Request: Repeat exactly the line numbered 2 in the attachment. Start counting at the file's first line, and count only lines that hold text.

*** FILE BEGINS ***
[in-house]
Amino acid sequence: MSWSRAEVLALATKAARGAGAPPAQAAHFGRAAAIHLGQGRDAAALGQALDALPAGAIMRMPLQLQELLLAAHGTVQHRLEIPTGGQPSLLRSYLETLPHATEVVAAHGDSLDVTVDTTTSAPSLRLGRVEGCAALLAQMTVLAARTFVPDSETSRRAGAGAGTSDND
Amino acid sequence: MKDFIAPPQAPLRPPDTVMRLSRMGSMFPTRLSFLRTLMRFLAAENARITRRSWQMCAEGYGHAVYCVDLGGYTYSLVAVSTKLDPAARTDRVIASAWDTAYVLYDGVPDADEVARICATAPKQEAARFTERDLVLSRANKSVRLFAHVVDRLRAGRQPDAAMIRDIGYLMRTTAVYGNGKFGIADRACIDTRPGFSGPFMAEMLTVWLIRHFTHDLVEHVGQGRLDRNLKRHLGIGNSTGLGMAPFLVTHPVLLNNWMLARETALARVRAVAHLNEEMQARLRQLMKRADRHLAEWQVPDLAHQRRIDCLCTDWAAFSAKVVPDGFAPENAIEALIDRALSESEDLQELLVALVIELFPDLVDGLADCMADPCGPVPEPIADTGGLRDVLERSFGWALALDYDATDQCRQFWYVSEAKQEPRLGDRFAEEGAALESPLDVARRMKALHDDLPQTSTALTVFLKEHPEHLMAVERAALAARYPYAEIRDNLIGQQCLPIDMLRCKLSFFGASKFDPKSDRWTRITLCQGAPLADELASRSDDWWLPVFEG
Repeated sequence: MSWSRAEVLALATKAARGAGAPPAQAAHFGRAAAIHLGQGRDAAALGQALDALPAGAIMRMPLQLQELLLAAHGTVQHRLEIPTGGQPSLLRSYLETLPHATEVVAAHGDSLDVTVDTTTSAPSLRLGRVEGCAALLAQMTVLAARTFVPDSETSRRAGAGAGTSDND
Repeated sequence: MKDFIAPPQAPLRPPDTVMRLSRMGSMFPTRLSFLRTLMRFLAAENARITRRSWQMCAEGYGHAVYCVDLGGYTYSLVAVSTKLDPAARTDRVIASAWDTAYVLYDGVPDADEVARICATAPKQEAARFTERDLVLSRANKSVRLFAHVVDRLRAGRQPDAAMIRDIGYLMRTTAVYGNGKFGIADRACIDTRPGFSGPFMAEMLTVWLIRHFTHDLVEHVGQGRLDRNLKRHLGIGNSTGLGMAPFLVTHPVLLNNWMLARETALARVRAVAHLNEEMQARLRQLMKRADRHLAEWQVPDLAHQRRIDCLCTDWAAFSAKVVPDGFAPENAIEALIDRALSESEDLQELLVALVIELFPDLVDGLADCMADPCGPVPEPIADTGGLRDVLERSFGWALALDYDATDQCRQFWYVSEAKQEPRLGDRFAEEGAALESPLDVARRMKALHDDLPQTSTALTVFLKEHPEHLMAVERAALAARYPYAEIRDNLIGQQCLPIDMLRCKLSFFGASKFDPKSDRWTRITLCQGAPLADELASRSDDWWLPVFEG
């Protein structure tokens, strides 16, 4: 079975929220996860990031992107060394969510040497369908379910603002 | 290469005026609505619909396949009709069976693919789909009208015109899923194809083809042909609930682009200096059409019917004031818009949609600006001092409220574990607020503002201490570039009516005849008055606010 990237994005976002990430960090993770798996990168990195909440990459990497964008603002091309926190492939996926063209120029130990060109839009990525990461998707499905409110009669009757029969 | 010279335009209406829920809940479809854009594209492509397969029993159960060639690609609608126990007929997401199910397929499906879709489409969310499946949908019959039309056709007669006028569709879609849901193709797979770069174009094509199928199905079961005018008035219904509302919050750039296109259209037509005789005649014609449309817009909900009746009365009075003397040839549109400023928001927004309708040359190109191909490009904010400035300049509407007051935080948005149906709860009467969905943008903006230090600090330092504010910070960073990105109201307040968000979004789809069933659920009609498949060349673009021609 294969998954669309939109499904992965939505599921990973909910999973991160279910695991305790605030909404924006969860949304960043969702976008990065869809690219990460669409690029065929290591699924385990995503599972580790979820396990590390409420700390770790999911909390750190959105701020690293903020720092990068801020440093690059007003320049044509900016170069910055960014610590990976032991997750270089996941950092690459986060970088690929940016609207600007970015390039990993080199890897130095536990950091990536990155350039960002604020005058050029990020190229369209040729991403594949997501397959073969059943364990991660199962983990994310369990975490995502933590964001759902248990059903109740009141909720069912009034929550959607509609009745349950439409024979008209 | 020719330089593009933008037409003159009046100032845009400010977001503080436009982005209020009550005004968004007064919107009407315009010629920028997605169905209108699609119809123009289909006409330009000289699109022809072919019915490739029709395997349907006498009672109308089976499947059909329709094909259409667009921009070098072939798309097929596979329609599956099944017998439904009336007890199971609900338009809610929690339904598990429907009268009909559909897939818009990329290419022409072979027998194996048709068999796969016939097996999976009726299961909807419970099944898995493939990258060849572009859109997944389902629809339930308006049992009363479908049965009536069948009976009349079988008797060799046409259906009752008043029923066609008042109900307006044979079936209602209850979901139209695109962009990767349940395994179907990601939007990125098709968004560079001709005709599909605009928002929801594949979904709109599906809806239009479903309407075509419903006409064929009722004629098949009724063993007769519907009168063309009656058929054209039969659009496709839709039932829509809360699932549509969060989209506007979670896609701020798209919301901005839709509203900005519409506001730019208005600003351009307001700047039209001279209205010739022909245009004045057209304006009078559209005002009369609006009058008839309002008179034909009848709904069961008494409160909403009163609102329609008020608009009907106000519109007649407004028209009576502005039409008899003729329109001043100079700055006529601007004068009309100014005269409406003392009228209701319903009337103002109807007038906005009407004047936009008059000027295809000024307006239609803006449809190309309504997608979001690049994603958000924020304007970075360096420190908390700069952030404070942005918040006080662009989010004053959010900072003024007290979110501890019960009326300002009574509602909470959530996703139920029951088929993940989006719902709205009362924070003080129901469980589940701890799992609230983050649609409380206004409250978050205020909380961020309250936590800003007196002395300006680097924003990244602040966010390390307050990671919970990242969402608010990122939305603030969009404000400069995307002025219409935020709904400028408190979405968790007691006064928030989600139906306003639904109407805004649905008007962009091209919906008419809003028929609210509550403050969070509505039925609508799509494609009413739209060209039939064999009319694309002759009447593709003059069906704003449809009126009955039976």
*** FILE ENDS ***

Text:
Amino acid sequence: MSWSRAEVLALATKAARGAGAPPAQAAHFGRAAAIHLGQGRDAAALGQALDALPAGAIMRMPLQLQELLLAAHGTVQHRLEIPTGGQPSLLRSYLETLPHATEVVAAHGDSLDVTVDTTTSAPSLRLGRVEGCAALLAQMTVLAARTFVPDSETSRRAGAGAGTSDND